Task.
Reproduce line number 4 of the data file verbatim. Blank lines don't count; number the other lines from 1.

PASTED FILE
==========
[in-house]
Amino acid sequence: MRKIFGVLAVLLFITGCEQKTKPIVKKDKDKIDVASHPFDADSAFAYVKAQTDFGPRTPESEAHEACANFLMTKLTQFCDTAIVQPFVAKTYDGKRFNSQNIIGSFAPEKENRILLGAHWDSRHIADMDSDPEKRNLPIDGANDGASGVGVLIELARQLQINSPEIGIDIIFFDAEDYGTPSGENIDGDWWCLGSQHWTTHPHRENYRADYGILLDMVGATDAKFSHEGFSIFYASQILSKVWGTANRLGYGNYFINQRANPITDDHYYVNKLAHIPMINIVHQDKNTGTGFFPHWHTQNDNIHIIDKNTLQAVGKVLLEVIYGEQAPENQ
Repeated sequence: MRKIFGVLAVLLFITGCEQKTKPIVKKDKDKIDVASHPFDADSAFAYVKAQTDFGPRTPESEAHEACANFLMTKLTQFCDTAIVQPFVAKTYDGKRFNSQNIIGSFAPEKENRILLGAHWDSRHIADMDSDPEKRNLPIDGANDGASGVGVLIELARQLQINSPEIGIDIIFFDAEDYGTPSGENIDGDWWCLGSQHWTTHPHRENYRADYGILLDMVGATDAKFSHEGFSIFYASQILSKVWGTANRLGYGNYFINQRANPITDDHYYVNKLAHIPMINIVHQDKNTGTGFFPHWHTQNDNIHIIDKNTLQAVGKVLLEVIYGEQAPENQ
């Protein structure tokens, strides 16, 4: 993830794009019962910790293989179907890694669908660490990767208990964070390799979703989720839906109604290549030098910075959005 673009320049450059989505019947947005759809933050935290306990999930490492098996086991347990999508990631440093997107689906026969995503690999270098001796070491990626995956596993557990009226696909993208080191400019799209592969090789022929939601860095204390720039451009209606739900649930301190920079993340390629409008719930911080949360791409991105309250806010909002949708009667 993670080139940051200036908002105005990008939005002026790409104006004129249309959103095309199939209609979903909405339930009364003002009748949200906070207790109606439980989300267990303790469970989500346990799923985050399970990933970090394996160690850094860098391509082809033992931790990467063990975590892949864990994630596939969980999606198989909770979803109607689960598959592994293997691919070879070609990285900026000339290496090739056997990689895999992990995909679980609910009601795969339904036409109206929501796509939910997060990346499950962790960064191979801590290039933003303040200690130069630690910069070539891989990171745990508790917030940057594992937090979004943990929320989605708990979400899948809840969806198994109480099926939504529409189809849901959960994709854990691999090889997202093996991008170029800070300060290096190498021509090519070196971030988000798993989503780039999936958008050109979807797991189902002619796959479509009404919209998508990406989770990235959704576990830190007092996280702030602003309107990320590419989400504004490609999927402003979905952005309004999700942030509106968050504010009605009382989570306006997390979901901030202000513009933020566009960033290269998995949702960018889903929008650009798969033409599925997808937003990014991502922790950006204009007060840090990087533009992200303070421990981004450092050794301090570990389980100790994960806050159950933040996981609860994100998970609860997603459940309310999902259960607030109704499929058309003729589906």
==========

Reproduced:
């Protein structure tokens, strides 16, 4: 993830794009019962910790293989179907890694669908660490990767208990964070390799979703989720839906109604290549030098910075959005 673009320049450059989505019947947005759809933050935290306990999930490492098996086991347990999508990631440093997107689906026969995503690999270098001796070491990626995956596993557990009226696909993208080191400019799209592969090789022929939601860095204390720039451009209606739900649930301190920079993340390629409008719930911080949360791409991105309250806010909002949708009667 993670080139940051200036908002105005990008939005002026790409104006004129249309959103095309199939209609979903909405339930009364003002009748949200906070207790109606439980989300267990303790469970989500346990799923985050399970990933970090394996160690850094860098391509082809033992931790990467063990975590892949864990994630596939969980999606198989909770979803109607689960598959592994293997691919070879070609990285900026000339290496090739056997990689895999992990995909679980609910009601795969339904036409109206929501796509939910997060990346499950962790960064191979801590290039933003303040200690130069630690910069070539891989990171745990508790917030940057594992937090979004943990929320989605708990979400899948809840969806198994109480099926939504529409189809849901959960994709854990691999090889997202093996991008170029800070300060290096190498021509090519070196971030988000798993989503780039999936958008050109979807797991189902002619796959479509009404919209998508990406989770990235959704576990830190007092996280702030602003309107990320590419989400504004490609999927402003979905952005309004999700942030509106968050504010009605009382989570306006997390979901901030202000513009933020566009960033290269998995949702960018889903929008650009798969033409599925997808937003990014991502922790950006204009007060840090990087533009992200303070421990981004450092050794301090570990389980100790994960806050159950933040996981609860994100998970609860997603459940309310999902259960607030109704499929058309003729589906």